Biometric purgatory: How the double registration of vulnerable Kenyan citizens in the UNHCR database left them at risk of statelessness
Source: Haki na Sheria Initiative (Garissa)
Although Kenya has made strides in citizenship documentation by eliminating gender discrimination from the law, disparities persist in the acquisition of registration documents. With the growth in population as well as expansion of social programmes, there is an increased demand for citizenship documentation to access these services. However, registration of persons is the exclusive role of national security and although some of the activities are decentralised, the final approval and printing of documents (such as the national identity card) is carried in Nairobi.
This report documents the lived experiences of a unique group – the victims of double registration. The problem of double registration can be traced back to the civil war in Somalia from 1991 as well as droughts in subsequent decades, resulting in an influx of Somali refugees into Kenya, the majority of whom were hosted in camps such as Dadaab, situated in the North Eastern region of Kenya on the border with Somalia.
In the period these camps have existed, many Kenyans from the host community routinely entered the refugee camps in pursuit of food aid, education, medical services and other opportunities that were available to refugees but not to the host community. From the late 2000s, the United Nations High Commissioner for Refugees (UNHCR)introduced a biometric identification system for refugees. This database was shared with the Government of Kenya from 2012 and integrated with the register of persons, which contains fingerprints and other information of all registered Kenyan adults. It is estimated that about 40,000 of the people registered in the UNHCR database are Kenyan citizens, hence the term ‘double registration’. Many of these double registered people had their fingerprints taken during a long and devastating drought that ravaged the East African region between 2010 and 2012.
The issue of double registration affects mainly young people below the age of 40 years, the majority of whom are of Somali ethnicity. Many had their fingerprints taken by the UNHCR when they were children and, therefore, had not yet applied for a Kenyan national identity card (which is typically obtained at age 18). Those that have attained 18 years have had their application for the Kenyan national identity card rejected on account of their fingerprints being in the refugee database. The current law on the registration of persons does not have provisions on how to deal with such situations. The victims are in limbo with regard to their citizenship documentation.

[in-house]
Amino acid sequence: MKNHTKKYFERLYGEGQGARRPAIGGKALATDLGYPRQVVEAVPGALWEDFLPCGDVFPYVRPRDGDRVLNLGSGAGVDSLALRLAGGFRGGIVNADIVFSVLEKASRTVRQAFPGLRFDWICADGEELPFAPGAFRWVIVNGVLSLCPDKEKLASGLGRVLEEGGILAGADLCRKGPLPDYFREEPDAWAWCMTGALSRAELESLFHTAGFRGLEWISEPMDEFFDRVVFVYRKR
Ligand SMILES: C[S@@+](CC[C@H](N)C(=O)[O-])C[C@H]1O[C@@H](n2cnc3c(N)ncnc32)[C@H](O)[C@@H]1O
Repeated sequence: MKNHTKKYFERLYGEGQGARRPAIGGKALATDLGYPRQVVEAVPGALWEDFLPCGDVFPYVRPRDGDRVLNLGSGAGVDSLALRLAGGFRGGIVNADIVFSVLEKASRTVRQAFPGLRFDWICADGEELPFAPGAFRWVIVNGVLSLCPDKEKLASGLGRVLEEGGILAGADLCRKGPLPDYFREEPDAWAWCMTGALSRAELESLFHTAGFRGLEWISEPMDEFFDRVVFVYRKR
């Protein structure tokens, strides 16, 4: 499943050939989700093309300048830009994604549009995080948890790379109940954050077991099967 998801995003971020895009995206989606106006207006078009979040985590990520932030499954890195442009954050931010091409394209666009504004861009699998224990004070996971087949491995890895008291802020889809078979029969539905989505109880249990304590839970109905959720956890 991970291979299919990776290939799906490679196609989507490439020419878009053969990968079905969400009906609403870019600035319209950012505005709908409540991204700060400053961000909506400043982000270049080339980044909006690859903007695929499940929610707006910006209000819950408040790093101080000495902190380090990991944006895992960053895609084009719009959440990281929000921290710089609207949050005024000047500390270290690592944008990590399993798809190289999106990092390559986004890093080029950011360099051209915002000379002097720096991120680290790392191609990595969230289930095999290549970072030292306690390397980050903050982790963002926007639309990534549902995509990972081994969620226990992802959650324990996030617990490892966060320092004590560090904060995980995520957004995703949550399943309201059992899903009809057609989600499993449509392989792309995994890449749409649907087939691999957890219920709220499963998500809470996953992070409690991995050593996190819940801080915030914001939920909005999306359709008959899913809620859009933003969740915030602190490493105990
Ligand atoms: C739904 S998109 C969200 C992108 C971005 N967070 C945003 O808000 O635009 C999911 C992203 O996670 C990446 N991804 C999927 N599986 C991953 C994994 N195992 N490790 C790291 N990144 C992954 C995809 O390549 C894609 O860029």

With the long history of using the national identity card for identification in virtually every transaction in life, it is difficult to function as a Kenyan adult without this document. The victims of double registration feel that lack of the national identity card has confined them and limited their opportunities. They cannot engage in meaningful employment and many have therefore delayed starting families of their own. Others have been unable to pursue education as they cannot be registered in educational institutions without the all-important document. There are intersectional struggles for vulnerable people such as persons with disabilities, who are limited in the livelihoods they can pursue since a national identity card is the primary means of registering for welfare programmes. Without a national identity card, they cannot access social welfare assistance from Government. The lack of identity documentation affects not only them, but also future generations
since children cannot be registered for documents, such as a birth certificate or national identity card, without their parents’ documents. All these problems are exacerbated by the fact that Garissa, a border county, is highly securitised. One cannot even enter or leave the county without identification documentation. The lack of identity card confines victims of double registration and their children in multiple ways.
Furthermore, this report demonstrates how a bureaucratic decision about data sharing between the UNHCR and the Government of Kenya led to reduced opportunities for ordinary people. It demonstrates how the absence of involvement by data subjects, in this case refugees and the host community, led to a lack of understanding about the importance of fingerprinting and subsequently the risk of loss of citizenship. It also contains important lessons on data collection pertaining to children and the transition of that data as the children become adults.
It is hoped that the report contributes to public debate and discourse calling for greater care and attention to local nuances when designing and deploying digital and biometric technology by humanitarian actors.